A day after Reuters reported that squabbling between the Cambridge biotech and government regulators had held up the trial by about two weeks, Moderna released a statement saying that they had completed enrollment of their 650-person Phase II trial and were on track to begin Phase III by the end of the month. The protocol for that study, which is meant to prove whether or not the vaccine can prevent people from becoming sick, has been finalized, they said.

Stephen Hahn, AP

Trump and Navar­ro press again for hy­drox­y­chloro­quine. Can the FDA stay in­de­pen­dent?

Tuesday morning, economist and Trump advisor Peter Navarro walked onto the White House driveway and promptly brought a political cloud back onto the FDA.

Speaking to a White House pool reporter, Navarro said that four Detroit doctors were, based on a single disputed study, filing for the FDA to again issue an emergency authorization for hydroxychloroquine, the anti-malarial pill that President Trump hyped for months as a Covid-19 treatment over the objections of his own scientists. Then, while avoiding directly calling for the FDA to OK the drug, blasted the agency. He said its decision to pull an earlier authorization “was based on bad science” and “had a tremendously negative effect” on doctors and patients.

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Zai Lab inks Chi­na deal with Turn­ing Point with $25M up­front; Xen­cor, Atre­ca team up on bis­pecifics

Zai Lab is paying out a $25 million upfront for the rights to sell Turning Point Therapeutics’ lead drug repotrectinib in Greater China. The San Diego-based biotech is also in line for up to $151 million in milestones, along with mid-to-high teen royalties. Zai plans to add sites to the Phase II trial of the drug, which is designed to treat ROS1-positive advanced NSCLC in patients who were not previously treated with a TKI.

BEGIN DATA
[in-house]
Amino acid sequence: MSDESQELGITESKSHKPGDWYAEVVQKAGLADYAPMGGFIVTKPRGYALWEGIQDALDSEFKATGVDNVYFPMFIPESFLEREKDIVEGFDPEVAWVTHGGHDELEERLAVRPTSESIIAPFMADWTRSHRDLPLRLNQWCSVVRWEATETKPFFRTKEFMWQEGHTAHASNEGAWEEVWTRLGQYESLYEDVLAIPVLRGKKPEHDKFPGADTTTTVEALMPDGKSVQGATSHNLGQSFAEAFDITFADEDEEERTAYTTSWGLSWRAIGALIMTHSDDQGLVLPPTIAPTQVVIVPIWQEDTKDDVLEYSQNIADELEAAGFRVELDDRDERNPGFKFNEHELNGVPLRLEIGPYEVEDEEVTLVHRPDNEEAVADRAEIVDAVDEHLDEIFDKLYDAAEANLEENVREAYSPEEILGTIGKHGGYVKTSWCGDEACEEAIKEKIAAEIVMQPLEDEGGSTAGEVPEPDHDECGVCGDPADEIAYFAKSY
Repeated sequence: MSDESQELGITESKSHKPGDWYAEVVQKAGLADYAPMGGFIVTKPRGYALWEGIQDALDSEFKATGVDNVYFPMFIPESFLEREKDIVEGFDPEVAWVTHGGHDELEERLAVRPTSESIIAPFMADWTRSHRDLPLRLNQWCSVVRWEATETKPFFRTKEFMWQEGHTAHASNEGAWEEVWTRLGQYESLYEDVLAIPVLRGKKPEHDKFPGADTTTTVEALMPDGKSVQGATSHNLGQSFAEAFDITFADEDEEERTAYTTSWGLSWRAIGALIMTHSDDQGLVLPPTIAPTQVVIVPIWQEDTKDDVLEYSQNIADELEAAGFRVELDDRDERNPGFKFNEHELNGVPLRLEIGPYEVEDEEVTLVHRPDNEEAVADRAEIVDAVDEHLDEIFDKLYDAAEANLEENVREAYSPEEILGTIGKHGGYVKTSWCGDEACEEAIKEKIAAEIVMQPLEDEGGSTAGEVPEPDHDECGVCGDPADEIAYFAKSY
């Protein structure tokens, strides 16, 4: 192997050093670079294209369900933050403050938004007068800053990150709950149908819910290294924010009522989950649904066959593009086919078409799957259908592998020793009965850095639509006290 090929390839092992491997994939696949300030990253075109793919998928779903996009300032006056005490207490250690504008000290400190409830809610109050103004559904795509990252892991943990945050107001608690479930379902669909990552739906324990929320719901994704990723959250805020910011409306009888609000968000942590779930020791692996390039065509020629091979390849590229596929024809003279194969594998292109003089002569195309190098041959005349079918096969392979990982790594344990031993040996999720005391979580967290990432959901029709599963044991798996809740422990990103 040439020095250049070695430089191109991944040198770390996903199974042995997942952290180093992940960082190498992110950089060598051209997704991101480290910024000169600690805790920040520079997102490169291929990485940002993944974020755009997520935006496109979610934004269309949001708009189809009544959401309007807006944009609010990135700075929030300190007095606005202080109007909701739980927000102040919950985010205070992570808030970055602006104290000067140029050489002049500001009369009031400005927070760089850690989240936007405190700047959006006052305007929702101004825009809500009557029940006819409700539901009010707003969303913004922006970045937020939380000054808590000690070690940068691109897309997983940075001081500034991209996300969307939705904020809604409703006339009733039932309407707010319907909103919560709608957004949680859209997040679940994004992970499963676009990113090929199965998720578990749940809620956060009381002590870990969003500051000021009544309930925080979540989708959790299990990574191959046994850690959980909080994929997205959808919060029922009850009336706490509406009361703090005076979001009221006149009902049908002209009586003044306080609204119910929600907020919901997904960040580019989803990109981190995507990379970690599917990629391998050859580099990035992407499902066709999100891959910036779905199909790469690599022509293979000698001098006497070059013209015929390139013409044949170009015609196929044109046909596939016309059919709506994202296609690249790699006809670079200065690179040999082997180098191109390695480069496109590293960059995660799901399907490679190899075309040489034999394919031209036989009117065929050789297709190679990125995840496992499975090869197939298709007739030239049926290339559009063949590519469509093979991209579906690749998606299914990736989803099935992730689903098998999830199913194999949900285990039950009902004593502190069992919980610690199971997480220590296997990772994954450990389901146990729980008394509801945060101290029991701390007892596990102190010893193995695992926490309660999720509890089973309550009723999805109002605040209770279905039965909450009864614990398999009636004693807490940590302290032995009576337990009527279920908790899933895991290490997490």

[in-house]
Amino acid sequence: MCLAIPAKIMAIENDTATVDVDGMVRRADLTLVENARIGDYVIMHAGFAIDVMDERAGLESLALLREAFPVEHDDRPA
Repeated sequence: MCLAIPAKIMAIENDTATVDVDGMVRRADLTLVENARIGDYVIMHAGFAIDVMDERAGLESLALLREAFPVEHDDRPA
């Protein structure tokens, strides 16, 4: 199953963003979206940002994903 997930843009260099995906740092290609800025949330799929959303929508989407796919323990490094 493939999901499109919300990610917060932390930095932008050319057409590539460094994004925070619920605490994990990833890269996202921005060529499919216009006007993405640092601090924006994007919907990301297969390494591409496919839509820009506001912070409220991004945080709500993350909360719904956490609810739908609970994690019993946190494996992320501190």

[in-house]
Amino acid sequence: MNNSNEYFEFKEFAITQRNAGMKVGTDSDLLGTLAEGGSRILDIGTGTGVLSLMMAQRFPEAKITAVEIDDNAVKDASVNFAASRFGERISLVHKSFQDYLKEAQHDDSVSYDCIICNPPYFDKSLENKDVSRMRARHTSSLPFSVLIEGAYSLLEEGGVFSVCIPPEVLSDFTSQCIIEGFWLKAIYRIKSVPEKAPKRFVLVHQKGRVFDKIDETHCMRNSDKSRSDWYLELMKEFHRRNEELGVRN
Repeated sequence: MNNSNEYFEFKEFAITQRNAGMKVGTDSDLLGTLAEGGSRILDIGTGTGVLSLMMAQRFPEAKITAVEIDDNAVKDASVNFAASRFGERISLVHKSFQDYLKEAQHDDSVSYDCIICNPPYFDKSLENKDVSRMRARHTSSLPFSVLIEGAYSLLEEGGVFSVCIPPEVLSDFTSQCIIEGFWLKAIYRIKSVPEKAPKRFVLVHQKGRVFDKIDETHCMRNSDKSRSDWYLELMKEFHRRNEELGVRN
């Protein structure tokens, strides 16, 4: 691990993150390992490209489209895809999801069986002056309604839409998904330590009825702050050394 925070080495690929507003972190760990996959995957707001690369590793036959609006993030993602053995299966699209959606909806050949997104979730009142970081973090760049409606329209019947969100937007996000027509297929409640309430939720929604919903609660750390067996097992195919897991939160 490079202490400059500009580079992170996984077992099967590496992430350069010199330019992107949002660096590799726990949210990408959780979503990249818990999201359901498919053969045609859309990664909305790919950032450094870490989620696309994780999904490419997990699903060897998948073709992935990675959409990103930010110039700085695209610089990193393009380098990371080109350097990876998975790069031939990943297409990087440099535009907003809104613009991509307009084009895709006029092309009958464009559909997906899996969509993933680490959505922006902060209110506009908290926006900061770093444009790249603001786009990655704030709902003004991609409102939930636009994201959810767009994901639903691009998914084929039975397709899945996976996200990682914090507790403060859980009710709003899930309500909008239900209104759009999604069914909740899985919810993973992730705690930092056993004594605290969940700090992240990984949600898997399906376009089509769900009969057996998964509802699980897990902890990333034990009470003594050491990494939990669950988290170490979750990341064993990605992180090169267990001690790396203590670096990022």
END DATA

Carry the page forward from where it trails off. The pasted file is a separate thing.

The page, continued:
Sin­gu­lar fo­cus on ROR1 earns Velos­Bio $137M to fund PhI ADC and oth­er pro­grams

Years after selling Acerta to AstraZeneca for $7 billion, largely on the promise of its BTK inhibitor, Dave Johnson has once again gathered hefty financial support behind a new cancer target.

Matrix Capital Management and Surveyor Capital are leading a $137 million round for VelosBio, which has recently begun a Phase I study for its lead antibody-drug conjugate targeted against ROR1. Johnson took up the CEO post in October 2018.

Roger Tung, Concert Pharmaceuticals CEO (Concert)

Con­cert gets BTD for alope­cia drug, set­ting up a late-stage show­down with gi­ant ri­val Pfiz­er

Concert Pharmaceuticals’ path to developing a drug that treats alopecia areata has been bumpy, but the pharma company scored a win Wednesday.

The FDA granted Concert a Breakthrough Therapy Designation (BTD) for its oral Janus kinase inhibitor, named CTP-543, paving the way for a Phase III study of the drug to begin in the fourth quarter of 2020. The news follows positive Phase II results from last September, which saw the drug meet its primary endpoint in both 8 mg and 12 mg twice-daily doses.